Describe the steps you need to build and test a 1.8 Lustre system (MGS, MDT, MDS, OSS, OST, client) on a CentOS 5.5 or 5.6 machine. The only difference between building on 5.5 and 5.6 is that a different kernel SRPM is required. Minor differences may appear in the output of some commands below.
This walk-thou has reportedly been used successfully on CentOS 6.0. One significant difference is that CentOS 6.0 replaces
/etc/modprobe.conf with a directory:
/etc/modprobe.d/. For CentOS 6.0 clients, the advice is to create a file
/etc/modprobe.d/lustre.conf to contain Lustre specific module configurations.
- A newly installed CentOS 5.5 x86_64 machine with the hostname: client-10.
- EPEL Repository: this is a convenient source for git.
Lustre 1.8 servers require a patched and compiled kernel. Patches are readily available in the Whamcloud git source repository. A test suite is included with the Lustre 1.8 source. This document walks through the steps of patching the kernel, building Lustre and running a basic test of the complete system.
The procedure requires that a OS is setup for development - this includes Lustre sources, kernel source and build tools. Once setup, a new kernel can be patched, compiled, run and tested. Further reading on building a CentOS RPM based kernel is available on the CentOS site.
Once CentOS 5.5 is newly installed on client-10 login as root.
- Install required kernel development tools.
- Create a user
buildwith the home directory
- Switch to the user
buildand change to the build
- Get the 1.8 branch from the Whamcloud git account.
- Resolve any outstanding dependencies until
autogen.shcompletes successfully. Success will look like:
Prepare the kernel source
In this walk-thru, the kernel is built using rpmbuild - a tool specific to RPM based distributions.
- Get the kernel source. First create the directory structure, then get the source from the RPM. Create a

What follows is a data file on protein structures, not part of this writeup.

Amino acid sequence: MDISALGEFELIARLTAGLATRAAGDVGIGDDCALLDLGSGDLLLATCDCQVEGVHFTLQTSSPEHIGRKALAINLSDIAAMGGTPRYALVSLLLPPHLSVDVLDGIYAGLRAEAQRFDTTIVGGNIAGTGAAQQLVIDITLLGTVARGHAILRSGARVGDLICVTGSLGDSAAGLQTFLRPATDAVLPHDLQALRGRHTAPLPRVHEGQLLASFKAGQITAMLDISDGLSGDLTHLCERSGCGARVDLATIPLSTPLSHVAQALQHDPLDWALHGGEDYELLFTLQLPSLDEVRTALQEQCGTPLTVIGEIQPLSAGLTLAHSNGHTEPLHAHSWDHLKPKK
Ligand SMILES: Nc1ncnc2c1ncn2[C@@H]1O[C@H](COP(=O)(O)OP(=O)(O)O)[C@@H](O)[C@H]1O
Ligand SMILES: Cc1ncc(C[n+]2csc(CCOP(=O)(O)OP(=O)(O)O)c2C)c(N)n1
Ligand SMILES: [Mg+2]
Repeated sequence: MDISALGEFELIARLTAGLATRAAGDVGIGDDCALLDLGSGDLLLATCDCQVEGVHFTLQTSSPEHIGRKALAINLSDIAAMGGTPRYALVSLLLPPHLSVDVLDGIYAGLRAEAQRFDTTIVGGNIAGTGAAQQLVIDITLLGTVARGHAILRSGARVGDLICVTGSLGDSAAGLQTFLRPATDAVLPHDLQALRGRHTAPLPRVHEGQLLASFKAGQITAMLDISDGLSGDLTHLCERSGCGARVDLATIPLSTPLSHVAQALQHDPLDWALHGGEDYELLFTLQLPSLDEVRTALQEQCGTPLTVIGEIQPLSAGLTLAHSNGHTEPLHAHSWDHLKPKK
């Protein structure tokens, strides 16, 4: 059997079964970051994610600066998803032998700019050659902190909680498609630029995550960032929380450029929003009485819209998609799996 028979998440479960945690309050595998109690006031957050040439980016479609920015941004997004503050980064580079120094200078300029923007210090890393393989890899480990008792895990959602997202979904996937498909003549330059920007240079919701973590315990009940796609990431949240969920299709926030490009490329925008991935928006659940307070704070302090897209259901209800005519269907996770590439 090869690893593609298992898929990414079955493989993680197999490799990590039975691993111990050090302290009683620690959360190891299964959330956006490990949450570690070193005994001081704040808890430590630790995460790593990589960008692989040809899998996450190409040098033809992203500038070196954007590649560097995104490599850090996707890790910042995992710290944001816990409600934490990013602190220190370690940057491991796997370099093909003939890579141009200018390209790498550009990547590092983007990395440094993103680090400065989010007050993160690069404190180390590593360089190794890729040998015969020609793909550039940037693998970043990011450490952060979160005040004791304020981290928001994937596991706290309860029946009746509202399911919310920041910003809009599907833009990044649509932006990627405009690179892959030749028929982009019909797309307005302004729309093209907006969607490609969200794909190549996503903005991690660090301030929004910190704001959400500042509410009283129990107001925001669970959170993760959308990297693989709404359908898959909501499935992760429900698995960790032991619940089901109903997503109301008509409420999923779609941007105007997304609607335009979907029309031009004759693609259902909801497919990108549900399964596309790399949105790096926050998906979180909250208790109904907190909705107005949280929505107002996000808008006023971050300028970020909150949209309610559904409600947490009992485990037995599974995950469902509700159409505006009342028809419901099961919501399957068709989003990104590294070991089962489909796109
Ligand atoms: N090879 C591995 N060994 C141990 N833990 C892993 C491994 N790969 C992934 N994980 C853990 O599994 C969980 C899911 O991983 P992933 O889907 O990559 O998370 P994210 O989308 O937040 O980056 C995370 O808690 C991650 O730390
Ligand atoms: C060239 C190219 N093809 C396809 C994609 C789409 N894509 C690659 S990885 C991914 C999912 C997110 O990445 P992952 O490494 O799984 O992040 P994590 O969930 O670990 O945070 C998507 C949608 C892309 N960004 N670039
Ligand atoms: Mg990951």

.rpmmacrosfile to install the kernel source in our user dir.
- Install the kernel source:
RHEL periodically releases updates to the kernel. The Lustre Master branch tracks the most recent kernel from Red Hat. In the event that the link above is not completely up-to-date, you should visit the Red Hat source RPM download site or CentOS source RPM download site and manually ensure you are downloading the most recent kernel.
NOTE If you are performing this walk-thru on CentOS 5.6, the kernel source can be found here:
- Expand the source. Using rpmbuild will also apply CentOS patches.
This will end with:
At this point, we now have kernel souce, with all the CentOS patches applied, residing in the directory
Patch the kernel source with the Lustre code.
- Add a unique build id so we can be certain our kernel is booted. Edit
~build/kernel/rpmbuild/BUILD/kernel-2.6.18/linux-2.6.18.x86_64/Makefileand modify line 4, the
- enter the directory
- overwrite the
- link the Lustre series and patches
- Apply the patches to the kernel source using quilt
Build the new kernel as an RPM.
- Go into the kernel source directory and issue the following commands to build a kernel rpm.
- A successful build will return:
NOTE If you receive a request to generate more entropy, you need to trigger some disk I/O or keyboard I/O. I would recommend (in another terminal):
At this point, you should have a fresh kernel RPM
Configure and build Lustre
- Configure Lustre source
- make rpms:
- You should now have build the following, similarly named, rpms:
Installing the Lustre kernel and rebooting.
- As root, Install the kernel
- Create a initrd
- Check that
/boot/grub/menu.lstis configured to boot the new kernel. Add the following lines to
/boot/grub/menu.lsthas the Lustre kernel is selected: This is 1:
- view the login prompt with satisfaction:
- Change to
rootand Change directory into
- Install modules
lustre-modulesand user space tools
e2fsprogs is needed to run the test suite.
- Download e2fsprogs from http://downloads.whamcloud.com/
- Install with
rpm -ivh e2fsprogs
A quick test
- you will now have a Lustre filesystem available at
- NOTE: if you receive an error:
mkfs.lustre: Can't parse NID 'client-10@tcp'you'll need to associate the ip address of a non-loopback interface with name of your machine into the /etc/hosts file.